A. Paul Alivisatos
Department of Chemistry
University of California, Berkeley
Scientists across LBNL have come together to participate in a broad new program of research to help provide the basis for a sustainable energy future called, Carbon Cycle 2.0. This includes efforts in climate modeling, energy analysis, building efficiency, combustion, batteries and energy storage, biofuels, carbon capture and sequestration, solar PV and artificial photosynthesis.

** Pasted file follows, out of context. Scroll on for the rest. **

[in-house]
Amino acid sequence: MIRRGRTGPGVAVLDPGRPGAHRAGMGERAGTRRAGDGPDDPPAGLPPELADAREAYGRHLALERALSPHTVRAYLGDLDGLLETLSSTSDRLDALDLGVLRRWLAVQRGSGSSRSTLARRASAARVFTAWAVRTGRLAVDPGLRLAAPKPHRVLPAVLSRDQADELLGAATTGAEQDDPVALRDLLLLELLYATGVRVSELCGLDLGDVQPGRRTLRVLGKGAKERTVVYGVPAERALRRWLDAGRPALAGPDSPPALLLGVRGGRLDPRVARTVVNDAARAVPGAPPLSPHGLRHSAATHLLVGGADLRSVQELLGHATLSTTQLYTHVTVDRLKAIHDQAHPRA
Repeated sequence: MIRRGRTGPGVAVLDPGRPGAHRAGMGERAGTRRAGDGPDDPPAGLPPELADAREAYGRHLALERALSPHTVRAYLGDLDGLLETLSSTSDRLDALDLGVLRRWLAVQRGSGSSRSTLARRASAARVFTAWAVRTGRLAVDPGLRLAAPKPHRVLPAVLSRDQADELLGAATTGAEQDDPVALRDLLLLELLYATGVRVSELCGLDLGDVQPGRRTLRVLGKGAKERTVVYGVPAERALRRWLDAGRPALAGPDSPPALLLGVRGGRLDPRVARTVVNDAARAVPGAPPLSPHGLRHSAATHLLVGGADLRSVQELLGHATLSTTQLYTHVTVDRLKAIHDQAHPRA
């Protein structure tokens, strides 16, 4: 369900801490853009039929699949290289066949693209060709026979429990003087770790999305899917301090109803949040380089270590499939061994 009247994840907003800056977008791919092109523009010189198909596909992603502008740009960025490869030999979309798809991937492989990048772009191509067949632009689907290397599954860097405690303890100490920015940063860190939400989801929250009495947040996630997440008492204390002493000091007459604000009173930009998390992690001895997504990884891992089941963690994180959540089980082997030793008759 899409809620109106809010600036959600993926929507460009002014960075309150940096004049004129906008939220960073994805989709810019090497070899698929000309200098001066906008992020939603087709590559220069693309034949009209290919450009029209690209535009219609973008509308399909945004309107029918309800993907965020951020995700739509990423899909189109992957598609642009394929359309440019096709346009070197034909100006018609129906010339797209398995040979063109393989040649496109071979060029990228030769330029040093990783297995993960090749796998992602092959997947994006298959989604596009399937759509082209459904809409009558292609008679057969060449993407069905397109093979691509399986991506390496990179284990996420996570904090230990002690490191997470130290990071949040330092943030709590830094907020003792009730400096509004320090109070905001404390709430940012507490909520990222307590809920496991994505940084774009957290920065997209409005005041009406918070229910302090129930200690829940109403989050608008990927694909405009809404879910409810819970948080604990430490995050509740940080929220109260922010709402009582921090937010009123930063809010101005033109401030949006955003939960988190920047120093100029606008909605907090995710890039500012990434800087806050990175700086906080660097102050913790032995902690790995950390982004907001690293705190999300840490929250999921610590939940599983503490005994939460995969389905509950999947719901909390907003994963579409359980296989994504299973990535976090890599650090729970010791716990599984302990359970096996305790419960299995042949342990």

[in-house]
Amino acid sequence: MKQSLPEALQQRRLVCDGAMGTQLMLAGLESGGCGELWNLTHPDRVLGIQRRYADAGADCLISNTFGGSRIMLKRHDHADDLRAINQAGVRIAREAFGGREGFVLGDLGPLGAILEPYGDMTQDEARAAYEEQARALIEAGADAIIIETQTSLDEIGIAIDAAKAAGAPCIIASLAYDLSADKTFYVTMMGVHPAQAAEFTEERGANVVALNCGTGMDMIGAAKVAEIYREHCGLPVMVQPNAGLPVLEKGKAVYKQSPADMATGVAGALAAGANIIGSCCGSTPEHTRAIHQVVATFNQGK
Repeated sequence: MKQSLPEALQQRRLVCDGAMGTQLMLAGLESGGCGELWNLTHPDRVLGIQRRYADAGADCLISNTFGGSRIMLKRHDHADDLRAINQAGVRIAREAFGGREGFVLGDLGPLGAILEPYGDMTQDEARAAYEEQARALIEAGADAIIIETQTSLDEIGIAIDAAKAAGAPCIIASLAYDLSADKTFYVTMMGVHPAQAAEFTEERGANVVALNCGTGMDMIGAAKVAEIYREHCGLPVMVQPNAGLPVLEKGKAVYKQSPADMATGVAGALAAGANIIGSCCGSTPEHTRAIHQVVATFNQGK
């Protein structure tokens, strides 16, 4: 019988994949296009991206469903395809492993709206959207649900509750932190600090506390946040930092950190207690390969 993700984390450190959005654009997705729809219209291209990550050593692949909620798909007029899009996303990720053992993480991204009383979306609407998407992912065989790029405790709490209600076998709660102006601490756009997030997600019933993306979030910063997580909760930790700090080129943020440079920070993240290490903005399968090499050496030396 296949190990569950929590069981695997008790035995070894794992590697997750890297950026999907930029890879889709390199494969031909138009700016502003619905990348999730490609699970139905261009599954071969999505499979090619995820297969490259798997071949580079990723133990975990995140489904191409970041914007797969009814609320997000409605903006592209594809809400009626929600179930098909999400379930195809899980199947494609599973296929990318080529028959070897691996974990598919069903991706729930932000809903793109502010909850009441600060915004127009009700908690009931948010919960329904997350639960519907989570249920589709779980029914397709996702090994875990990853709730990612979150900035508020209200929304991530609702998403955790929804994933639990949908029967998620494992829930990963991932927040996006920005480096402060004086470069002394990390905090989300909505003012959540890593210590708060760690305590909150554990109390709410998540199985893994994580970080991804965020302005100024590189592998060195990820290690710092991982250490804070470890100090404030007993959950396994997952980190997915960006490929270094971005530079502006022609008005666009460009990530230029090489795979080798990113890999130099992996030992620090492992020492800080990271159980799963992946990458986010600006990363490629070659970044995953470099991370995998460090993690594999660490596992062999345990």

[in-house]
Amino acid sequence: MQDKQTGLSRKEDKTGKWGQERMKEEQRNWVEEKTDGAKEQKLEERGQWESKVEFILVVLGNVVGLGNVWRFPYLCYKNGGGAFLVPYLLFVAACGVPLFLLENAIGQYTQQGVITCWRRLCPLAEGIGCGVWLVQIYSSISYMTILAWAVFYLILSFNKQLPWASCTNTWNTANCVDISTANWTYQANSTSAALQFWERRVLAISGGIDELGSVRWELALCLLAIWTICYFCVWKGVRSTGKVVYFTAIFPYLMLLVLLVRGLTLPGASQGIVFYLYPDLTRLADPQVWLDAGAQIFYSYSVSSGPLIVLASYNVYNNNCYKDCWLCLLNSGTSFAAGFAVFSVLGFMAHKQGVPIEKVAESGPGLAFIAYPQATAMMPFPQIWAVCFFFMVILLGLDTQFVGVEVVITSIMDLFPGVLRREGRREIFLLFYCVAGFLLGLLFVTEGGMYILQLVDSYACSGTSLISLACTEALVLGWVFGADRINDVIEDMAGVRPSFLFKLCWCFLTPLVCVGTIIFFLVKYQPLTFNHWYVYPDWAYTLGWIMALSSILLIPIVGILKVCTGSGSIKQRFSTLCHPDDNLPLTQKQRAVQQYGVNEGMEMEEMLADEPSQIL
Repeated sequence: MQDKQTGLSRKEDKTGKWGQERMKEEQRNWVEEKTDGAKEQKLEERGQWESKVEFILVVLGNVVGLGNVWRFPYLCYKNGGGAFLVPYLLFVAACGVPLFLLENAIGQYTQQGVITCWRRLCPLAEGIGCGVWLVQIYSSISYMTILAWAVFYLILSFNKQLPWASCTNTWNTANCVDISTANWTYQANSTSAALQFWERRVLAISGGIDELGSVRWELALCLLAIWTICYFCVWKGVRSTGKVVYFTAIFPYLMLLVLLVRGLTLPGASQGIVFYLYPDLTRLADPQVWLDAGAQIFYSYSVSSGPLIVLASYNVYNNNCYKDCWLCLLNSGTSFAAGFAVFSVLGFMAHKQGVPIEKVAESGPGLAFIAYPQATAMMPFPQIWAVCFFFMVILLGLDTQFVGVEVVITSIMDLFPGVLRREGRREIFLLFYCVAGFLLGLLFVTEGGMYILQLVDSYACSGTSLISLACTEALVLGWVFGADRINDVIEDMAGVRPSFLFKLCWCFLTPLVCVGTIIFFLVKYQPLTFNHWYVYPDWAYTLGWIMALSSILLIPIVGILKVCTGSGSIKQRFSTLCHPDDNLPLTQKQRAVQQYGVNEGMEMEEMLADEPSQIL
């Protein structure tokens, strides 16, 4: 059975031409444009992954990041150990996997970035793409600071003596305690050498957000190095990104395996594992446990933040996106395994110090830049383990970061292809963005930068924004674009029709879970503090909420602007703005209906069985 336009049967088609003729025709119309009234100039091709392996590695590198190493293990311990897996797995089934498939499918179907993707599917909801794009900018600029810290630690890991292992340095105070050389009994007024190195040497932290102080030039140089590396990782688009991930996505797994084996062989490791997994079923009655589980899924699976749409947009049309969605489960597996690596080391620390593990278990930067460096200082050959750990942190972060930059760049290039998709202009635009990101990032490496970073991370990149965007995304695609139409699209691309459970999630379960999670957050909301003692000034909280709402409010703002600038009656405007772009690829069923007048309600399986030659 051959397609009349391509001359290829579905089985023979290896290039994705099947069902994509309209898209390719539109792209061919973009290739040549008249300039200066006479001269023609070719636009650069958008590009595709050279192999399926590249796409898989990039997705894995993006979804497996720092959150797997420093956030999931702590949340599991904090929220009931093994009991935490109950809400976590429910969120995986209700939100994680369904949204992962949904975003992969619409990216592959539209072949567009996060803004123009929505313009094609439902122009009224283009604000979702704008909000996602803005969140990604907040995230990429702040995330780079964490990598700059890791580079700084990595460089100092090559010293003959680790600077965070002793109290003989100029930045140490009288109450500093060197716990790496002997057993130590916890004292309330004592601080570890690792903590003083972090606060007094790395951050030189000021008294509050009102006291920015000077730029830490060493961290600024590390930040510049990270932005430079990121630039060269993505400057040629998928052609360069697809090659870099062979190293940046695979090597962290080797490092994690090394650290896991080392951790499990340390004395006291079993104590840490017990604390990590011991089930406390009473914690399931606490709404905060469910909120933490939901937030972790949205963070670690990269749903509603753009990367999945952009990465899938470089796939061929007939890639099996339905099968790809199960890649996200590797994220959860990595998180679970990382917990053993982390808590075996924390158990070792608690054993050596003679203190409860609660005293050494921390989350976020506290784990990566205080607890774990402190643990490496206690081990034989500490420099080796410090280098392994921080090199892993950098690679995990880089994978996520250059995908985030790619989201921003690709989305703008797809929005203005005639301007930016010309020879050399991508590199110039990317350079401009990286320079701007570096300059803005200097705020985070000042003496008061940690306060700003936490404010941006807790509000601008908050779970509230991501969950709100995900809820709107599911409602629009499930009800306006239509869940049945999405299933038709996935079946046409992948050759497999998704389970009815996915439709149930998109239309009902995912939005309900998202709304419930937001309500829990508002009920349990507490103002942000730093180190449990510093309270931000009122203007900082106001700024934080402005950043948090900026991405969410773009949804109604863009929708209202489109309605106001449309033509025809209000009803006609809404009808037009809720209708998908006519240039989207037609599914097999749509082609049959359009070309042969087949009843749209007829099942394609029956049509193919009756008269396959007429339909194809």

The program seeks to provide a common energy analysis component for all of these efforts, as well as links to scenario based climate models to help understand what the prospective impacts of each program could be.